How should the royals respond to trolling?

‘Trolling’ began as satire and rapidly morphed into an excuse for abuse. Alex Krasodomski-Jones unpicks this strange cultural phenomenon

The Royal Family announced a crackdown on internet trolls yesterday when they published their own guidelines on how they wish to tackle the abusive trolling directed at the Duchess of Sussex and the Duchess of Cambridge online.

But what exactly constitutes trolling? As with so many phrases that spring from the web, ‘trolling’ has mutated and evolved over the past two decades. To understand it now, and to think about what these maligned beasts might look like soon, we need a short history of trolls.

Trolling begins in the early message boards and forums of the early nineties. Far from having anything to do with bridge-dwelling beasts, ‘trolling’ was fishing terminology : ‘bait trolling’ meant hanging some juicy bait behind a boat and waiting to see if something bites. Online, this meant posting something provocative or offensive and seeing if you could fool someone into thinking you were serious.

Trolling was, in many ways, a bit of an art form. People might work for weeks for the perfect moment to drop the perfect bait, then sit back and watch the horrified reactions or blazing arguments it caused. In this sense, trolling is a firmly established British tradition. An episode of Brass Eyeor a copy of Private Eyeshould be enough to convince you of that. When I first wrote in defence of trolling, Sunderland fans were flying a 30ft banner over St James’ Park gloating at their rivals’ relegation.

But things changed. Sunderland got relegated, then relegated again, and ‘trolling’ went sour. Suddenly celebrities, politicians – anyone willing to stick their head above the parapet – became fair game for abuse and harassment. Satire and provocation gave way to death threats and racial abuse. ‘Internet Trolls’ were making front page news, not for hijinks, but for criminal convictions.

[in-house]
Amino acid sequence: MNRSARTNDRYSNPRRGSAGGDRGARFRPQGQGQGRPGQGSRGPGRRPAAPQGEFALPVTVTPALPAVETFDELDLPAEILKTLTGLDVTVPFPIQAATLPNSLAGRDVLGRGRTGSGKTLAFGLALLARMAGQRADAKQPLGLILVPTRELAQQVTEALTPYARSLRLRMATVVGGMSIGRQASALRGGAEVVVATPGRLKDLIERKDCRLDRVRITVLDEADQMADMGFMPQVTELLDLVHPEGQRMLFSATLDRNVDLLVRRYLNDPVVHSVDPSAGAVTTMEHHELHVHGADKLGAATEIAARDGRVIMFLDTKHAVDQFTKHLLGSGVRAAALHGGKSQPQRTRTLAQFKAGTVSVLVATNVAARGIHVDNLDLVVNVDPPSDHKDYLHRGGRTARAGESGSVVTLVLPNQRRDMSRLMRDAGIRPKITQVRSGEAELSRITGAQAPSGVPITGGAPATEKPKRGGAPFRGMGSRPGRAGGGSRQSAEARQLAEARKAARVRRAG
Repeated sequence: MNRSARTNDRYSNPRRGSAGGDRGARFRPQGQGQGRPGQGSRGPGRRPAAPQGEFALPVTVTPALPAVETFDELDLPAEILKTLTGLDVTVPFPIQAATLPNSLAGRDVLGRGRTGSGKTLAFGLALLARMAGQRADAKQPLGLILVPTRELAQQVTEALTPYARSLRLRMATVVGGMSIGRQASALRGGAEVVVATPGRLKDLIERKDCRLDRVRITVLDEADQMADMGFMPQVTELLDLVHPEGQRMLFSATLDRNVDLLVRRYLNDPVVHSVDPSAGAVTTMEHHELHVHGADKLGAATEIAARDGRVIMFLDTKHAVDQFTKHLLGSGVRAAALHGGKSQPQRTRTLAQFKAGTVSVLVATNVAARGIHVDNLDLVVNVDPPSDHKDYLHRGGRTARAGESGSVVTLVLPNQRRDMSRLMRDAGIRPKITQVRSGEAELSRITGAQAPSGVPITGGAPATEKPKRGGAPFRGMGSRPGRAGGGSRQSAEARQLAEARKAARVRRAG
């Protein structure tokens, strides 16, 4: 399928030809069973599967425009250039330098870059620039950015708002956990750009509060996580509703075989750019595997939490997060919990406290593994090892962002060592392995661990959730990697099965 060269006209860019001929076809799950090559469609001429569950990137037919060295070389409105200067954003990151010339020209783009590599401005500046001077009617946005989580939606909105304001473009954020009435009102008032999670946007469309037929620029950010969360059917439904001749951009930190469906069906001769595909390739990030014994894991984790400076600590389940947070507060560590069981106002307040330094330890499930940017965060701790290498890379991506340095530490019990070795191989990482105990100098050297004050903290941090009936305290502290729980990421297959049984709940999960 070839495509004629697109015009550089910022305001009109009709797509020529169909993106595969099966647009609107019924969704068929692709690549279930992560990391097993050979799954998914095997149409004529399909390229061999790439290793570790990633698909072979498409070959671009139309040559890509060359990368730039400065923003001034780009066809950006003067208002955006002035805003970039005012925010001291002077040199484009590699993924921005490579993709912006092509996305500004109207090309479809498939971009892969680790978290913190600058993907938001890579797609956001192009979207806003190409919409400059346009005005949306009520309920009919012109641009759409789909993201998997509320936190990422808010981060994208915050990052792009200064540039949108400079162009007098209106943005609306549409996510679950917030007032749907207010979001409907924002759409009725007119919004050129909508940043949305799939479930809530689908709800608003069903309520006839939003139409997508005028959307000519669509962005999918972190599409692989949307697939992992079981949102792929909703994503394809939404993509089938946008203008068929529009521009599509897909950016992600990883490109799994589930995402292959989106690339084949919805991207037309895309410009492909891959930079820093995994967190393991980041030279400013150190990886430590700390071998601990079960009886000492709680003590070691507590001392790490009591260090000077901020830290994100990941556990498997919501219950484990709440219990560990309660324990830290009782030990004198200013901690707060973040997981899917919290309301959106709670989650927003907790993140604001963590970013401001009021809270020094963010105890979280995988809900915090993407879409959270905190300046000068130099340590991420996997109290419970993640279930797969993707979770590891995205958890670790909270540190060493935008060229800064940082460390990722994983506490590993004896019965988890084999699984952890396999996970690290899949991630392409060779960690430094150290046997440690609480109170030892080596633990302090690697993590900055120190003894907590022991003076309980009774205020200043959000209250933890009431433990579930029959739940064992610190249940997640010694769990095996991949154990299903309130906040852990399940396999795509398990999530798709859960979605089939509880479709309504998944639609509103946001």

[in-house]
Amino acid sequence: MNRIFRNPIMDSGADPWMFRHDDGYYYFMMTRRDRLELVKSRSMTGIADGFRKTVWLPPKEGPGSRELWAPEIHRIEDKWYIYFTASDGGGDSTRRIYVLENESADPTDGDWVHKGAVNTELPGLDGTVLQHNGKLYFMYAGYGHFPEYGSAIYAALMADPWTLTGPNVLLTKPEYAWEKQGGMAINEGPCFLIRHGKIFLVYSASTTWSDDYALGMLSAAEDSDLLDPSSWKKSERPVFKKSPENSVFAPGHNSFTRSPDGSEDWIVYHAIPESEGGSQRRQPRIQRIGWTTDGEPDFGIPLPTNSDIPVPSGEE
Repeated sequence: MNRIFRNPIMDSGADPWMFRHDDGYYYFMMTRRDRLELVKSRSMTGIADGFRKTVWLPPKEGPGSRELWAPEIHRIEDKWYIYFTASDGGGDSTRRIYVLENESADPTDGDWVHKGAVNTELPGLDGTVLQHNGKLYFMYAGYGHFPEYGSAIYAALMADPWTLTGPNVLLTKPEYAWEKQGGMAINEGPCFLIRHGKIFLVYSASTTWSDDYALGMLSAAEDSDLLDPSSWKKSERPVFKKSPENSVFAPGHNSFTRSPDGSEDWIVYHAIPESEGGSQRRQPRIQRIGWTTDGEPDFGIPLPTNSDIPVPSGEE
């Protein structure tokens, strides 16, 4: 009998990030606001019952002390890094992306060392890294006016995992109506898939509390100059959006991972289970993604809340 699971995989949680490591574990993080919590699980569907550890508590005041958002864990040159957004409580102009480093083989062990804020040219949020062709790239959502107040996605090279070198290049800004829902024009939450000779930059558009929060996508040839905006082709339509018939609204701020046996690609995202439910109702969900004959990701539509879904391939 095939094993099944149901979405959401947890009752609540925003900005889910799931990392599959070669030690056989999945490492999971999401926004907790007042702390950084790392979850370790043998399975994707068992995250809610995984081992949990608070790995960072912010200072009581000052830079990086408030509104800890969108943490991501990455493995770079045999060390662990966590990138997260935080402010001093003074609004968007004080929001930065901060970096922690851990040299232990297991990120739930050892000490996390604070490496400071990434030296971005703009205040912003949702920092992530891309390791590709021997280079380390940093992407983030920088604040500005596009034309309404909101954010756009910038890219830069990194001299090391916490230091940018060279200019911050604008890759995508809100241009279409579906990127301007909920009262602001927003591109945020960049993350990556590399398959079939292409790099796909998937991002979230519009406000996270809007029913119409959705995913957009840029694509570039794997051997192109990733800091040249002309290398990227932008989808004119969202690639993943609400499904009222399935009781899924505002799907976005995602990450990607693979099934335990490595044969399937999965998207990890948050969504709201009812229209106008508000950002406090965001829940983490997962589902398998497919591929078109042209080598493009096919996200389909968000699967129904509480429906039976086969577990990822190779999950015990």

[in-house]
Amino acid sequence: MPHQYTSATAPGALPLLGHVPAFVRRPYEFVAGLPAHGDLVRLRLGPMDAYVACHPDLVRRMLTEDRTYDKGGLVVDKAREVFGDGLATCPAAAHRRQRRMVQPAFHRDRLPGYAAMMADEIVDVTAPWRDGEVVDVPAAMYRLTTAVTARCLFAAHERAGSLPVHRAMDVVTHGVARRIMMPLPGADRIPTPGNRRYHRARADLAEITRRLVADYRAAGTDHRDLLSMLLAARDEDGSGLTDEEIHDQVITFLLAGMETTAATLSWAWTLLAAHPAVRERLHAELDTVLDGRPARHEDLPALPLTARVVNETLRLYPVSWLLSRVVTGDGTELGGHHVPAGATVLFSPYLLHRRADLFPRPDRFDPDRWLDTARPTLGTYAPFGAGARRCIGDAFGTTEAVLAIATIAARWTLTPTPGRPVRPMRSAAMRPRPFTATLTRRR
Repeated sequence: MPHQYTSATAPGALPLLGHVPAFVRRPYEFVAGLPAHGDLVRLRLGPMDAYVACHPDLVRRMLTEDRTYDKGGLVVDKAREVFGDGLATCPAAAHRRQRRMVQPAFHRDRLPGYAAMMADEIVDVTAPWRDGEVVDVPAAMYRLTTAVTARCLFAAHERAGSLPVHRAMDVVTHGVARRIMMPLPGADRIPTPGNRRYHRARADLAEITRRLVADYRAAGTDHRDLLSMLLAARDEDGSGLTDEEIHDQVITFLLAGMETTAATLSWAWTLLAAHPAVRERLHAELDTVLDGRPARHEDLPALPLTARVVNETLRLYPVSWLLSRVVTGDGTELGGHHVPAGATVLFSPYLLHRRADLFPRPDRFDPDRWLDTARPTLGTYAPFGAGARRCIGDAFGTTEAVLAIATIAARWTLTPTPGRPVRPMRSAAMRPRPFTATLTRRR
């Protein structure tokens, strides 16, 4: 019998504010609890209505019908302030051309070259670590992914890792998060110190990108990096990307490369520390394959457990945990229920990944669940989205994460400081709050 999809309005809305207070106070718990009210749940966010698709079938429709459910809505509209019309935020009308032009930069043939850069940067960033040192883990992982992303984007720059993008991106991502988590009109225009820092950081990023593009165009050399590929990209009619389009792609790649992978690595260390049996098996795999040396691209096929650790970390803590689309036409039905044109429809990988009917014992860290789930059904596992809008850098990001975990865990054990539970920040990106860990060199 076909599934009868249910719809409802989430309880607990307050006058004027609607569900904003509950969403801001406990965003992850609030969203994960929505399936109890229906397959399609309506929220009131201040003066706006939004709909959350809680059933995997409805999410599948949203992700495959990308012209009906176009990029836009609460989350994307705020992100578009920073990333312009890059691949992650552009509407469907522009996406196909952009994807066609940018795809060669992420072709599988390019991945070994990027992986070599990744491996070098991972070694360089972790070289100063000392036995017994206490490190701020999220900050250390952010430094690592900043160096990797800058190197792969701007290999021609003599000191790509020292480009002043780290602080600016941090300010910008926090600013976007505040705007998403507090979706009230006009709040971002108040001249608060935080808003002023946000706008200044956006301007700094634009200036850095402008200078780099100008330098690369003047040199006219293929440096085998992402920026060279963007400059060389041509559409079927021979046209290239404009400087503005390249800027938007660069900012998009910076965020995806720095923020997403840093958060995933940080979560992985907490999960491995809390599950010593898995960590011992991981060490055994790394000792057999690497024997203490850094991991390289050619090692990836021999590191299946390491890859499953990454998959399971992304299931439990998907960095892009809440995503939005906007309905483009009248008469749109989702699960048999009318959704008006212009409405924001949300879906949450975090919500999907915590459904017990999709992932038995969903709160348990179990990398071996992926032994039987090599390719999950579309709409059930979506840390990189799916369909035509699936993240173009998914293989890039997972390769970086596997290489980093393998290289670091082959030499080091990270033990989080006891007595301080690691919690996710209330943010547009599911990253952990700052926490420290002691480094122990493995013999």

Many of the original trolls were horrified. This wasn’t trolling – this was abuse. Rather than poking fun and provoking a reaction, it was a tool of censorship and silence, in many ways the polar opposite of everything that ‘trolling’ had once meant. And even while we were coming to terms with these new trolls, it all changed again. Suddenly, everything was trolling.

The right of reply guaranteed by social media has always felt uncomfortable to some. For all its sins and flaws, it is undeniable that at times these digital platforms have offered voices to the powerless and brought new, critical eyes on the powerful. In the furore about online abuse, legitimate criticism started to be lumped into the same category. Publicly expressing a dissenting opinion was enough to be labelled as a troll, and legitimate criticism could be discounted as just more trolling, bundled in with the death threats.

It didn’t stop there. ‘Trolling’ became a job, not a pastime. Rumours emerged, then stories broke, detailing ‘troll farms’: halogen-lit offices populated by hundreds of paid-up staffers whose ‘trolling’ was part of campaigns by foreign to sow discord and disinformation in foreign countries. The exploits of Russia’s IRA are by now the most well-known, but recent reporting from the Oxford Internet Institute (OII) identifies 48 states where formally organised social media manipulation takes place, up from 28 the year before. The true number is likely higher than that, and the numbers are on the rise.

So what is a troll? Is it an internet satirist? A criminal harasser? An information warfare operative? Anyone with an opinion? It’s hard to say, now – like ‘Fake News’, the word ‘troll’ has come to mean all of these things and more. With the government moving to regulate social media companies, this kind of amorphous thinking is troubling. And, whilst it is absolutely right to crack down on abusive, threatening comments about the Duchess of Sussex and the Duchess of Cambridge, there needs to be an ongoing examination of what constitutes verbal abuse and what is satire or criticism. Stamping out illegal activity online is a worthwhile aim, but it’s important we’re careful. Dissenting political opinion must be preserved at all costs. And perhaps a little offensiveness, ridicule and satire might be worth defending too. For that, we need a few good trolls.


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